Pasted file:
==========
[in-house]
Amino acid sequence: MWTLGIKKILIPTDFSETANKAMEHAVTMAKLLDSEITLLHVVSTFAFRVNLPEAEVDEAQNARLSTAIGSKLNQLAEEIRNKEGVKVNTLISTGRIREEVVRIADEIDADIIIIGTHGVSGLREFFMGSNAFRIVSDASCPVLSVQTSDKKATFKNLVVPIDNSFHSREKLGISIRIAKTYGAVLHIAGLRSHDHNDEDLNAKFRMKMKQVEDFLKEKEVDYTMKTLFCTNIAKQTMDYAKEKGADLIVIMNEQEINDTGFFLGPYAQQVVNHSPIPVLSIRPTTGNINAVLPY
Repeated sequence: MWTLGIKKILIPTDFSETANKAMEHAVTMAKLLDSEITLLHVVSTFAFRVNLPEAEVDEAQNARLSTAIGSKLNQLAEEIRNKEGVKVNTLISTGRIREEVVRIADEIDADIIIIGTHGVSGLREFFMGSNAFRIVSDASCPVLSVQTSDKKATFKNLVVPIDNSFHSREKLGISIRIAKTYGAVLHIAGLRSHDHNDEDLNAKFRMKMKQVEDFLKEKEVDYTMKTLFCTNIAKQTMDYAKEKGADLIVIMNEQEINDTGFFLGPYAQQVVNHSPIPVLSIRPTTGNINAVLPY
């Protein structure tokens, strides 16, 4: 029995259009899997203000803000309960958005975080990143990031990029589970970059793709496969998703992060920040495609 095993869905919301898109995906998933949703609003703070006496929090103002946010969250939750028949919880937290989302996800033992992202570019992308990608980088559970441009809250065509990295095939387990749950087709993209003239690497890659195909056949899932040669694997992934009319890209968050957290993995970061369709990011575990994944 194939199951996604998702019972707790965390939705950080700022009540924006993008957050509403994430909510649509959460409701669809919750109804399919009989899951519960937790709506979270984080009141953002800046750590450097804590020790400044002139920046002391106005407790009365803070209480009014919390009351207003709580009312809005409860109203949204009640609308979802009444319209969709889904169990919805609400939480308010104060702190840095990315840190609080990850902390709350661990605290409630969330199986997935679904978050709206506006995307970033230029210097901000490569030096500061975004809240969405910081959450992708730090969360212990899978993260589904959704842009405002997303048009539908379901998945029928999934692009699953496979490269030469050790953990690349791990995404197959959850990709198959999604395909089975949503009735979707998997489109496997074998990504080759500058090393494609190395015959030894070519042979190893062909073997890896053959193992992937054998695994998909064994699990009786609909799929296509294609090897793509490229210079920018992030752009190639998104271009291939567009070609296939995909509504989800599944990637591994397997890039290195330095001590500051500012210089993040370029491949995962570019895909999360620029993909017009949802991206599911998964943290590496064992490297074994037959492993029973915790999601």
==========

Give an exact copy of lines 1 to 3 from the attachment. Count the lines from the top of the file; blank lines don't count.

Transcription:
[in-house]
Amino acid sequence: MWTLGIKKILIPTDFSETANKAMEHAVTMAKLLDSEITLLHVVSTFAFRVNLPEAEVDEAQNARLSTAIGSKLNQLAEEIRNKEGVKVNTLISTGRIREEVVRIADEIDADIIIIGTHGVSGLREFFMGSNAFRIVSDASCPVLSVQTSDKKATFKNLVVPIDNSFHSREKLGISIRIAKTYGAVLHIAGLRSHDHNDEDLNAKFRMKMKQVEDFLKEKEVDYTMKTLFCTNIAKQTMDYAKEKGADLIVIMNEQEINDTGFFLGPYAQQVVNHSPIPVLSIRPTTGNINAVLPY
Repeated sequence: MWTLGIKKILIPTDFSETANKAMEHAVTMAKLLDSEITLLHVVSTFAFRVNLPEAEVDEAQNARLSTAIGSKLNQLAEEIRNKEGVKVNTLISTGRIREEVVRIADEIDADIIIIGTHGVSGLREFFMGSNAFRIVSDASCPVLSVQTSDKKATFKNLVVPIDNSFHSREKLGISIRIAKTYGAVLHIAGLRSHDHNDEDLNAKFRMKMKQVEDFLKEKEVDYTMKTLFCTNIAKQTMDYAKEKGADLIVIMNEQEINDTGFFLGPYAQQVVNHSPIPVLSIRPTTGNINAVLPY